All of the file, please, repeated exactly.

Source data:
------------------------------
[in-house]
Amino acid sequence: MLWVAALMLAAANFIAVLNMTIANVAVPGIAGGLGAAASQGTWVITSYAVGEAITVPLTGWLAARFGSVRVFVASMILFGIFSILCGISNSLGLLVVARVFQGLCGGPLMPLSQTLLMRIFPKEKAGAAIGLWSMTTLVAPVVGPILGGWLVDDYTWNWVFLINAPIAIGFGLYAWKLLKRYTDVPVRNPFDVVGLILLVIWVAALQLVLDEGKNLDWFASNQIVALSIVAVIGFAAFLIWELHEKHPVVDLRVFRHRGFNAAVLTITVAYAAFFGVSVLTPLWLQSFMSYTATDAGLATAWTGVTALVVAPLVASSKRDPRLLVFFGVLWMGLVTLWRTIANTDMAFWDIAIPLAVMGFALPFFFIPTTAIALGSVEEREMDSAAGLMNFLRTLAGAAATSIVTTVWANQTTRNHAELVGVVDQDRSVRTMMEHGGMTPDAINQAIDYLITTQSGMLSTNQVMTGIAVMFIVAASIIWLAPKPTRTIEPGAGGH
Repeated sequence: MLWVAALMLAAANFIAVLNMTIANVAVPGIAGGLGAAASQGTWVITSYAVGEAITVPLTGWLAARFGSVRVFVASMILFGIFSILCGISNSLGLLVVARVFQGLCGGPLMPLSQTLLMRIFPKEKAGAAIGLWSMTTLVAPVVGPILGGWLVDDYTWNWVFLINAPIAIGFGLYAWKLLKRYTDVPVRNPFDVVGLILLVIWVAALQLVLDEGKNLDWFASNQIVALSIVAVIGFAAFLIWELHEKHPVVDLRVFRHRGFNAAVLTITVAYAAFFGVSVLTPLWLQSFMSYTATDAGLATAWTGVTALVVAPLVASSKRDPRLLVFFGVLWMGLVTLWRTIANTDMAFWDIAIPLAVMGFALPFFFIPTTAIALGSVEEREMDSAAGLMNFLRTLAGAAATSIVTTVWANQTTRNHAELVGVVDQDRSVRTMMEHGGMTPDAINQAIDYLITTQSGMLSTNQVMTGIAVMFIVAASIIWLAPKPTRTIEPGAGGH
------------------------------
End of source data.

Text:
[in-house]
Amino acid sequence: MLWVAALMLAAANFIAVLNMTIANVAVPGIAGGLGAAASQGTWVITSYAVGEAITVPLTGWLAARFGSVRVFVASMILFGIFSILCGISNSLGLLVVARVFQGLCGGPLMPLSQTLLMRIFPKEKAGAAIGLWSMTTLVAPVVGPILGGWLVDDYTWNWVFLINAPIAIGFGLYAWKLLKRYTDVPVRNPFDVVGLILLVIWVAALQLVLDEGKNLDWFASNQIVALSIVAVIGFAAFLIWELHEKHPVVDLRVFRHRGFNAAVLTITVAYAAFFGVSVLTPLWLQSFMSYTATDAGLATAWTGVTALVVAPLVASSKRDPRLLVFFGVLWMGLVTLWRTIANTDMAFWDIAIPLAVMGFALPFFFIPTTAIALGSVEEREMDSAAGLMNFLRTLAGAAATSIVTTVWANQTTRNHAELVGVVDQDRSVRTMMEHGGMTPDAINQAIDYLITTQSGMLSTNQVMTGIAVMFIVAASIIWLAPKPTRTIEPGAGGH
Repeated sequence: MLWVAALMLAAANFIAVLNMTIANVAVPGIAGGLGAAASQGTWVITSYAVGEAITVPLTGWLAARFGSVRVFVASMILFGIFSILCGISNSLGLLVVARVFQGLCGGPLMPLSQTLLMRIFPKEKAGAAIGLWSMTTLVAPVVGPILGGWLVDDYTWNWVFLINAPIAIGFGLYAWKLLKRYTDVPVRNPFDVVGLILLVIWVAALQLVLDEGKNLDWFASNQIVALSIVAVIGFAAFLIWELHEKHPVVDLRVFRHRGFNAAVLTITVAYAAFFGVSVLTPLWLQSFMSYTATDAGLATAWTGVTALVVAPLVASSKRDPRLLVFFGVLWMGLVTLWRTIANTDMAFWDIAIPLAVMGFALPFFFIPTTAIALGSVEEREMDSAAGLMNFLRTLAGAAATSIVTTVWANQTTRNHAELVGVVDQDRSVRTMMEHGGMTPDAINQAIDYLITTQSGMLSTNQVMTGIAVMFIVAASIIWLAPKPTRTIEPGAGGH